Work carried out in one of SESAR’s airports package in which NATS was involved helped develop the concept of Time-Based Separation, whereby aircraft are separated by time instead of distance. This significantly improves resilience in strong headwind conditions. NATS has built on that initial R&D and, in partnership with Lockheed Martin, developed a TBS solution which has been deployed at Heathrow, helping to maintain landing rates in strong headwind conditions. TBS at Heathrow is expected to save 80,000 minutes of delay per year at the World’s busiest dual-runway airport.

SESAR is currently moving into its third and final phase – ‘deployment’ – whereby the concepts and technologies developed through the SESAR Joint Undertaking are introduced into operation across Europe. The European Commission appointed the SESAR Deployment Alliance to the role of SESAR Deployment Manager in December 2014.

The SESAR (Single European Sky ATM Research) Deployment Alliance is an unprecedented cross industry partnership made up of four airline groups, operators of 25 airports and 11 air traffic control providers, including NATS.

The SESAR Deployment Manager will ensure that new technologies and solutions that have already been tested and validated through the SESAR Joint Undertaking are delivered into everyday operations across Europe, delivering significant benefits to airspace users and the environment. It is responsible for coordinating and synchronising upgrades to the continent’s air traffic management infrastructure and overseeing more than €2.5bn of European funding to support this.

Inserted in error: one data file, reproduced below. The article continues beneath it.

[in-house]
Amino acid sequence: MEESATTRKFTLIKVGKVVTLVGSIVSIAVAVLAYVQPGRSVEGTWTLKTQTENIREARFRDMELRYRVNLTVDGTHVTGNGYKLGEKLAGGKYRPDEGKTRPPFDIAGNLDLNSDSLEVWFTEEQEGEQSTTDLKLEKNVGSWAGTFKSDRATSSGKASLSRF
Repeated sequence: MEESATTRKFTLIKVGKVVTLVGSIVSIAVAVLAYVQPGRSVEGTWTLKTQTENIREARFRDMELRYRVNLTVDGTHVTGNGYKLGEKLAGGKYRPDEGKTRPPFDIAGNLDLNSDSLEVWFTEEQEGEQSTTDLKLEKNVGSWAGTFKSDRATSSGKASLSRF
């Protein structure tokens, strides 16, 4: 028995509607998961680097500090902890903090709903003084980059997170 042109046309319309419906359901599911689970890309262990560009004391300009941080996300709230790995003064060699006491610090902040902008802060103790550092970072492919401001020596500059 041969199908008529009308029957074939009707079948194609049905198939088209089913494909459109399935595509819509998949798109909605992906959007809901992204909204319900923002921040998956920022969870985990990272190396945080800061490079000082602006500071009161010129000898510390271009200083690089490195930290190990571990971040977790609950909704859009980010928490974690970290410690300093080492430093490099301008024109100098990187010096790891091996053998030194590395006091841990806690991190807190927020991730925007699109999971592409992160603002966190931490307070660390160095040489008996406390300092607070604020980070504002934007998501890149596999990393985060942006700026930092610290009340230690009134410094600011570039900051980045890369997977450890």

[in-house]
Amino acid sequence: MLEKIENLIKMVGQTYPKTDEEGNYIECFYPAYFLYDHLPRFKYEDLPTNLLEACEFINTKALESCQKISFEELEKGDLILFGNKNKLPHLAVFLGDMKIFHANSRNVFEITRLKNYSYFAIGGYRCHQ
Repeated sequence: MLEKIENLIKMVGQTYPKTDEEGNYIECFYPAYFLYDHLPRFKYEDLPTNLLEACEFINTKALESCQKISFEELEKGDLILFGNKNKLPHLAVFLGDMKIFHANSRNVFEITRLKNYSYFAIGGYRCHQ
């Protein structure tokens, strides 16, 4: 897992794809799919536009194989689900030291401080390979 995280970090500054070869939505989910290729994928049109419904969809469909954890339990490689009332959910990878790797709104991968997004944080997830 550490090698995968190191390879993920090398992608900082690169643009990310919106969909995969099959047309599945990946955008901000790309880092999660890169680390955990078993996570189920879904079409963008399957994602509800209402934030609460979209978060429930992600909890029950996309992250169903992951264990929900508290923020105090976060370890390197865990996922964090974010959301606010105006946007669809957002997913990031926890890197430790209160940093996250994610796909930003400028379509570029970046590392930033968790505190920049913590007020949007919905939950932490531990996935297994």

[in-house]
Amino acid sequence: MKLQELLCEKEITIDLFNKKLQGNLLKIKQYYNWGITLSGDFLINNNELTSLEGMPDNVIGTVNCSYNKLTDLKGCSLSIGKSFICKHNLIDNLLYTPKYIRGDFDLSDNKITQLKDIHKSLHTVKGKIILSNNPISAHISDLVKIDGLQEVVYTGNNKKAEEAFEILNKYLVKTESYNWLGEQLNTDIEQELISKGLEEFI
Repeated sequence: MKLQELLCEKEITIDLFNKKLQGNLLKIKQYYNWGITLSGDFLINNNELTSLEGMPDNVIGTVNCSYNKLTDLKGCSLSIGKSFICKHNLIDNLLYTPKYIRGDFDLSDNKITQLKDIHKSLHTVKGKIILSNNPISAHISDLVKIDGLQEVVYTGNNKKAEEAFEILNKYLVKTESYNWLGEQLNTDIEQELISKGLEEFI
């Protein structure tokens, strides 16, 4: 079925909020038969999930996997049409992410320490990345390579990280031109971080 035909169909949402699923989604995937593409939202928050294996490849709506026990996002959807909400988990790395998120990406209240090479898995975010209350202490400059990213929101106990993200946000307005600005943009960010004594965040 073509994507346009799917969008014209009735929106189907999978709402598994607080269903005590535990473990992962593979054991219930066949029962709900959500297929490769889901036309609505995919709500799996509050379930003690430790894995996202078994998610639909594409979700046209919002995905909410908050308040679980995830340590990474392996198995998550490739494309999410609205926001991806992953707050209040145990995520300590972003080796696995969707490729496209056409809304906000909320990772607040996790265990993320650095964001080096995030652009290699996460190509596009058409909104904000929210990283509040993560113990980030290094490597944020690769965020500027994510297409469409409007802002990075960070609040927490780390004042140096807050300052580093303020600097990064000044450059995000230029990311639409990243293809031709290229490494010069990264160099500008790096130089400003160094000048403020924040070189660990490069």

Connecting Europe Facility (CEF)

To support the deployment of new technologies and solutions, NATS benefits from co-funding from European Commission’s Innovation and Networks Agency as part of the Connecting Europe Facility (CEF) programme. 

The CEF for Transport is the funding instrument to realise European transport infrastructure policy. It supports investments in building new transport infrastructure in Europe or upgrading existing ones. Since January 2014 this funding is managed by the Innovation and Networks Executive Agency (INEA).  

The projects NATS have received co-funding for include: 

Action 2015-UK-TM-0012-W

Completed in September 2019, this co-funded project has delivered an operational resource management solution and surveillance tracker, safety nets and synchronised replay services ready for integration with the next-generation Flight Data Processing Systems, capable of supporting the new SESAR Operational Concept and associated technologies. 

 

 

Implementation Project 2015_286_AF2  (part of Action SESAR Deployment Programme implementation 2015 – Cluster 1) 

Completed in July 2018, this co-funded project deployed Electronic Flight Strips in the London Terminal Control to replace paper strips providing controllers with automated flight data management information via new touch-screen controls installed in the operation increasing airspace capacity and improving electronic communication within Terminal Control and with Tower Control.  

UK-Ireland FAB

Functional Airspace Blocks (FABs) are an initiative of the European Commission, designed to try and defragment Europe’s airspace. They oblige States, Air Navigation Service Providers and National Supervisory Authorities to cooperate across borders in order to try and better manage traffic flows to both improve performance and reduce costs. There are currently nine Functional Airspace Blocks.

The UK-Ireland FAB acts as Europe’s North Atlantic gateway, with around 90% of North Atlantic traffic passing through Irish or UK airspace.

In the first four years of operation it delivered over €70m of enabled savings to customers, including 232,000 tonnes of CO2 and 73,000 tonnes of fuel. Major projects have included the first-ever operational trial of cross-border dynamic sectorisation – the tactical switching of air traffic services between providers and a world-first operational trial of cross-border arrival management procedures, slowing down aircraft across borders in order to reduce the time they are required to spend in airport holding stacks.

Further details can be found on the UK-Ireland FAB website.

Network Management